What the hell?
I said that was not acceptable and that we’d already discussed the price and he was way off what I was expecting to pay, and way off on what I believed was the trade-in value of the Prius. I offered him $40k for the Highlander against a $13k value for the Prius.
He came back with an offer that was about $800 less than the previous.
I said “Apparently I wasted my time coming down here today. We’re done. Please go grab my Prius keys and I’m outta here.”
He leaves and comes back with The Manager.
Ho hum, I thought, more games, but let’s see how this plays out.
The floor manager (according to his nametag) offers me the car for $42.8k and a trade-in of $10,500 for the Prius. I say “this is pretty ridiculous: your salesman and I talked about this and he told me he could sell the Hybrid for $40k. That’s the number I need to see. And the Prius trade-in is unacceptably low too. You’re wasting my time and your man isn’t telling you what’s going on.”
He says “let me see what I can do” and, surprise, wanders off, salesman in tow, to talk to The Big Manager.
They come back and offer me $12k for the Prius and the Highlander Hybrid for $41850. I stand up to leave and he changes the ‘1’ to a zero. I figure “good enough” and we have a deal.
So the 2008 Highlander Hybrid, fully loaded with all the option packages and with 33 miles on the odometer, I bought for $40850, against a $12,000 trade-in value of my Prius. Not bad.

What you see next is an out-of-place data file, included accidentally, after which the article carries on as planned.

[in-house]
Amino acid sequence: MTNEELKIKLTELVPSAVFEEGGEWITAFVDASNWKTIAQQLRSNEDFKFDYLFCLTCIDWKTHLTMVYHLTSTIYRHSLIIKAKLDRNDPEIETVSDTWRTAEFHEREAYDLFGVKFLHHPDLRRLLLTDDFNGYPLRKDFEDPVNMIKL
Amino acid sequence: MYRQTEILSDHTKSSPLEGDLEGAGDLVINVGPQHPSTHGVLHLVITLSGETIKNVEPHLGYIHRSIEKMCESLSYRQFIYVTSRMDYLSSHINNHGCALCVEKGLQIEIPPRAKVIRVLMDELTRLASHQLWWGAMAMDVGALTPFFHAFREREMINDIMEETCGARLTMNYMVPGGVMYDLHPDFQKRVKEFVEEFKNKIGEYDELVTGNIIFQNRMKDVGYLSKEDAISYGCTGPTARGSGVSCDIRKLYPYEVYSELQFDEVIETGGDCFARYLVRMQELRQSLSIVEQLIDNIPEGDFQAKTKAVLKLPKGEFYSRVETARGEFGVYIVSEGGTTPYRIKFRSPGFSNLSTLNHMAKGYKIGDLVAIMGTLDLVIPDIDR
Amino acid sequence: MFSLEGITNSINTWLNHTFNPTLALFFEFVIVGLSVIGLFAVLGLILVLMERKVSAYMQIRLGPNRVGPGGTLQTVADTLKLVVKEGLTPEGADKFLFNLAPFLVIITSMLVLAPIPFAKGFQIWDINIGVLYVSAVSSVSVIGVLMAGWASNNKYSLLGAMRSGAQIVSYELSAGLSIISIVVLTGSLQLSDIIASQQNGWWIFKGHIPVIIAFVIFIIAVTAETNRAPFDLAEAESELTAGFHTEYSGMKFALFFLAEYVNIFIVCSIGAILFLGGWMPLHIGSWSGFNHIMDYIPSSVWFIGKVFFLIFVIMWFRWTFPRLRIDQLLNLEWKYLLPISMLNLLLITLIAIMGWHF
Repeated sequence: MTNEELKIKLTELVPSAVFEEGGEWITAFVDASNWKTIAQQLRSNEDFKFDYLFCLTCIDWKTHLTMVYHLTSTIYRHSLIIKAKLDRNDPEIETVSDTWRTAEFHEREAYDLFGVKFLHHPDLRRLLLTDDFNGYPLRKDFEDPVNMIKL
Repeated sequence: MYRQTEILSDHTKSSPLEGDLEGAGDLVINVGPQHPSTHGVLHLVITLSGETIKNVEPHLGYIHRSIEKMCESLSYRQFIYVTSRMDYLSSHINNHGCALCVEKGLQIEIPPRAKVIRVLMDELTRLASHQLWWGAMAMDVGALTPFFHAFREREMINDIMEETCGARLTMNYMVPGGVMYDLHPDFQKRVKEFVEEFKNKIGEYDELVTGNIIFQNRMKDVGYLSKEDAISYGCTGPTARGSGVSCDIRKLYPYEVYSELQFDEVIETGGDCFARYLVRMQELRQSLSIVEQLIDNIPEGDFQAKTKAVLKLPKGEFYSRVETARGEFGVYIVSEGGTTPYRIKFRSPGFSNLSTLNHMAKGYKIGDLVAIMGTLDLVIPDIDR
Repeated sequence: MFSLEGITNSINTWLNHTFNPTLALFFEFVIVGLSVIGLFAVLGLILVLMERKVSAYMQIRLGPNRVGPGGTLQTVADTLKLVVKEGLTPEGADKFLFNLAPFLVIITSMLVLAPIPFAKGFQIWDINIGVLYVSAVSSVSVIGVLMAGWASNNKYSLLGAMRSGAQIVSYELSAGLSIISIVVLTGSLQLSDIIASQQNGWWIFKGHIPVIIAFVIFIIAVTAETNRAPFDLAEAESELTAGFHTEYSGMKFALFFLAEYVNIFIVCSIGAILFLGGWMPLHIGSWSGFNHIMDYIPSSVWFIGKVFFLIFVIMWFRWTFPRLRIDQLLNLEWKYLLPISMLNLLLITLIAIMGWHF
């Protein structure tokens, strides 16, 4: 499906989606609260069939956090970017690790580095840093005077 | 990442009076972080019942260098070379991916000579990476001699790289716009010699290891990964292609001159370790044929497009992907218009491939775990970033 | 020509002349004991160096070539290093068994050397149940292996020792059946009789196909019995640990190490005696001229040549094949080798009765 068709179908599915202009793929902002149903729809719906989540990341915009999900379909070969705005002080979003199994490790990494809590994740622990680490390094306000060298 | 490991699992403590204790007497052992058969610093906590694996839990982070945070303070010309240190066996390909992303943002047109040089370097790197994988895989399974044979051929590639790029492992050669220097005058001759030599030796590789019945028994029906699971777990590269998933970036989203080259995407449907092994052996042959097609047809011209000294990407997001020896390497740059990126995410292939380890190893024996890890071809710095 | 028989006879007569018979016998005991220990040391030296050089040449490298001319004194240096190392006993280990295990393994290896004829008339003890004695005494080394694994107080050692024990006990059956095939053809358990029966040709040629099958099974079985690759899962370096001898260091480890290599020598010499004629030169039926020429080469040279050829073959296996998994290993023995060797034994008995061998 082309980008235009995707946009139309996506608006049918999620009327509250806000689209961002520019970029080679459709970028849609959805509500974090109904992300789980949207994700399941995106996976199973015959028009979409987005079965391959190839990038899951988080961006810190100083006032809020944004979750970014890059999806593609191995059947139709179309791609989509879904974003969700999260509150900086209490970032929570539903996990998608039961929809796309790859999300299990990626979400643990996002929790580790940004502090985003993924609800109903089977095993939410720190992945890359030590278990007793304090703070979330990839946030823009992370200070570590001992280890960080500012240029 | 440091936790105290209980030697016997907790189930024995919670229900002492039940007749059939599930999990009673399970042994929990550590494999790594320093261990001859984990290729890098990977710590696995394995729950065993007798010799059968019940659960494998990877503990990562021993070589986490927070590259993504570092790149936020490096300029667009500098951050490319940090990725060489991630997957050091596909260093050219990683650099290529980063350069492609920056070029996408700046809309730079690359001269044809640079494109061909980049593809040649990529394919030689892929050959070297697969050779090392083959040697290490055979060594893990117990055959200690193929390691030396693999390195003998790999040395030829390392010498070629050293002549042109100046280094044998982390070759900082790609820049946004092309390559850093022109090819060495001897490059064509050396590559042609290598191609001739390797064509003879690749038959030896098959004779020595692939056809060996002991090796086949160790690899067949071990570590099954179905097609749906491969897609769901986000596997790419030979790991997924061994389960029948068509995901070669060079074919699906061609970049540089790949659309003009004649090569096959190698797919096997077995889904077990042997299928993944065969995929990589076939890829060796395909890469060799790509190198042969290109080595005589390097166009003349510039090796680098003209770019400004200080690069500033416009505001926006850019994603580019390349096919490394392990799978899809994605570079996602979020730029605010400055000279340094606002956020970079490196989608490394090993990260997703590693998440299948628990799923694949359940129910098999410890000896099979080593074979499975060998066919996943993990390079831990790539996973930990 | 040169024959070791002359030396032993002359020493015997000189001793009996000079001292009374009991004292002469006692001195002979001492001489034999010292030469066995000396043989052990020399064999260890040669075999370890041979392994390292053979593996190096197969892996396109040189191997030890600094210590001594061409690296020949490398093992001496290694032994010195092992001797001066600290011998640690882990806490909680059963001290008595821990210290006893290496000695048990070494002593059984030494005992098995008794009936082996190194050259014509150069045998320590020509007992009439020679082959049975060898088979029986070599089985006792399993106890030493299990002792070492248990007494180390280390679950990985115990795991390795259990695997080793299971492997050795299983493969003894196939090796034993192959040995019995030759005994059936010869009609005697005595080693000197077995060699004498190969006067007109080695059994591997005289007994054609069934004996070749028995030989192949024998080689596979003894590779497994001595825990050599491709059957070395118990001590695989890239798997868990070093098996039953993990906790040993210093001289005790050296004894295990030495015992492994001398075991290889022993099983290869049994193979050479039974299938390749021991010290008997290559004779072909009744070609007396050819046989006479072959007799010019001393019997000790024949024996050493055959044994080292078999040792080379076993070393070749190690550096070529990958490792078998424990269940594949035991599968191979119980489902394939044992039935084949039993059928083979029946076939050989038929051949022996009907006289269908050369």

But we weren’t done yet. Of course not, because then it was the finance guy’s job to try and upsell me an extended service warranty, clearbra, “Karr Alarm” (whatever that is), etc. He presents me with this hand written sheet of different warranty options and how much my monthly payments would be with each one.
I look at the way he’s presenting it and ask “what’s the base monthly payment again?”. Turns out (thanks to my iPhone calculator) that they were asking $5,460 for an extended warranty, clear bra and karr alarm package by making it seem like “only $91/month more * 60 monthly payments”. Insanely overpriced!
I laughed and said “you’re really asking $5460 for this package? I’d think about it for $1000, maybe, but not this price.”
He looked at it, looked at me, pulled out his pricing book, and said “I could sell you just the warranty for a thousand, but not the clearbra and karr alarm.”
me: “If it’s just the warranty, I’ll offer you $900.”
He looks it up again and says “that’s lower than employee cost on it. I’m not authorized to go that low, I need to get approval” (pauses for a few seconds, to “think” about it) “Oh, what the heck, better to just do it. Okay.”
So I figure that the extended warranty was probably still padded, but not by much.
And that was my car buying experience yesterday. Approximately elapsed time, three hours. Had you have been following my Twitter stream that day, you would have seen the blow by blow along with a ton of hilarious and supportive comments from everyone else in the Twitterverse. It made the experience far more amusing, which helped me stay calm and focused on what I wanted to attain. Thanks, gang! (You can find me on Twitter as DaveTaylor and my film alter-ego at @FilmBuzz).
I will say that it’s disappointing to have dealers use the Internet as a honey pot to lure buyers in and then game ’em anyway, rather than honor what they communicate with potential buyers and simplify the process.